A recent study showed the Costco Anywhere Visa® Card by Citi draws heavy interest from consumers online. It offers bonus cash back in some everyday spending categories, but a few alternative options provide a higher rate of return with fewer restrictions. Here’s what you should know.
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The Bank of America content was last updated on May 3, 2021.
A closely guarded secret within the credit card industry is how many cardholders have each card.
A clever way to approximate a card’s popularity is to examine search interest. Business Insider recently did that, and it found a runaway winner: the Costco Anywhere Visa® Card by Citi. That card reportedly received 935,000 monthly searches, more than five times as many as the second-place finisher (“Southwest credit cards”).
So here’s the question everyone and their mother seems to want to be answered: Is the Costco Anywhere Visa worth it?
See related: FAQs on Costco Anywhere Visa card by Citi
Technically, the Costco Anywhere Visa does not charge an annual fee, but you need a Costco membership to apply (and those start at $60 per year). The card gives 4% cash back on eligible gas purchases (up to $7,000 per year, then 1% after that). Cardholders earn 3% cash back at restaurants and on eligible travel, 2% at Costco and 1% on everything else.
Eligible gas is defined pretty broadly (although it does not include superstores, supermarkets, convenience stores, warehouse clubs other than Costco or fuel for anything other than an automobile).
Eligible travel is a bit more restrictive (trains, commuter travel, bed-and-breakfasts, timeshares and campgrounds do not earn 3% cash back). Still, that means airfare, hotels, car rentals, travel agencies, cruise lines and Costco Travel are included.
Another important bit of fine print: Costco Anywhere Visa cardholders only get their cash back once per year, as a certificate issued in a Costco store each February. It must be redeemed at Costco and expires on Dec. 31 of that year. You lose your rewards if you close your account before you receive your certificate.
Should I get it?
As with any credit card, the math depends on your particular spending habits. According to the Bureau of Labor Statistics’ most recent Survey of Consumer Expenditures, the average American household spends $3,506 annually on transportation (not including vehicle sales or gas), $3,154 on food away from home and $1,909 on gas.
I examined Costco’s 2019 fiscal year results and determined their average member spends $1,516 at Costco per year (net sales of $149.35 billion divided by 98.5 million members).
Combining these assumptions, the typical cardholder would earn approximately $306 in cash back per year on travel, restaurant, gas and Costco purchases. For simplicity’s sake, I didn’t include “other” spending which earns 1% cash back, because that’s highly variable (not just how much you spend, but also whether or not you pay with a card). I didn’t subtract the Costco membership fee, either.
Going through category by category, it’s easy to list cards that give higher rewards on each type of spending. Finding a single card that does all of this in one package is much harder, however. And it’s complicated by the fact that Costco only accepts Visa cards.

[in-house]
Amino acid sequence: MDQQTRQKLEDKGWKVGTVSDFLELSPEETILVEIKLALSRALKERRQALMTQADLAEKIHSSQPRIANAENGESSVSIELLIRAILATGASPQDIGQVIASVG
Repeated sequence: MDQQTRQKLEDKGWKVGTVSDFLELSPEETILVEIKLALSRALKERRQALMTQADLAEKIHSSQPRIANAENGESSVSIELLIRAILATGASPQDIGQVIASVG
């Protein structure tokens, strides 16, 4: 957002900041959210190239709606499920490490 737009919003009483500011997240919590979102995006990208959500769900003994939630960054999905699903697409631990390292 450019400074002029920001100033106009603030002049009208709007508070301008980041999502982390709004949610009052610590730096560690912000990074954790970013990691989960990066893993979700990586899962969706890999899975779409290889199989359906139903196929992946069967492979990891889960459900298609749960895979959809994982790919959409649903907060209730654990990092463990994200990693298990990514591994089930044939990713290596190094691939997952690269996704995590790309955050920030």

See related: Which credit card should I get?
The Susan G. Komen® Cash Rewards Visa® credit card* from Bank of America is an interesting contender. It’s basically the Bank of America® Customized Cash Rewards credit card with a charitable twist.
Neither charges an annual fee and they have the same rewards structure: 3% cash back on a category of your choosing (either gas, dining, travel, online shopping, drugstores or home improvements and furnishings). You can change your pick every month if you want.
The cards also give 2% cash back on grocery store and wholesale club purchases. There’s a $2,500 quarterly spending limit on the 3% and 2% categories (combined). Cardholders earn 1% cash back on everything else.
Preferred Rewards members earn 25% to 75% more on their rewards. This means keeping $20,000 to $100,000-plus with Bank of America in deposits or investments. At the high end, the 3% cash back category could become a whopping 5.25% and the 2% category could become a very solid 3.5%.
Another possible alternative without an annual fee is the Wells Fargo Propel American Express® card*. Because it’s an Amex card, it’s not accepted at Costco, so that’s a potential stumbling block.
But it’s competitive in the other bonus categories, giving 3x points on dining and travel (including gas stations, flights, hotels and car rentals, plus subcategories that the Costco Anywhere Visa doesn’t count as travel, such as trains, timeshares and campgrounds).
All of these cards post rewards monthly, unlike the Costco Anywhere Visa, so you have a lot more opportunities to redeem them. And you don’t need to visit a physical location to get your hands on your cash back.
The Costco Anywhere Visa isn’t a bad card, but it is pretty restrictive, and the average Costco member would only earn about $30 in cash back per year on their Costco spending. The card offers more upside on gas, travel and dining, which is ironic for a co-branded card offered by a warehouse club. Those other categories are easier to optimize elsewhere.
*All information about the Susan G. Komen Cash Rewards Visa card and Wells Fargo Propel American Express card has been collected independently by CreditCards.com. The issuer did not provide the details, nor is it responsible for their accuracy.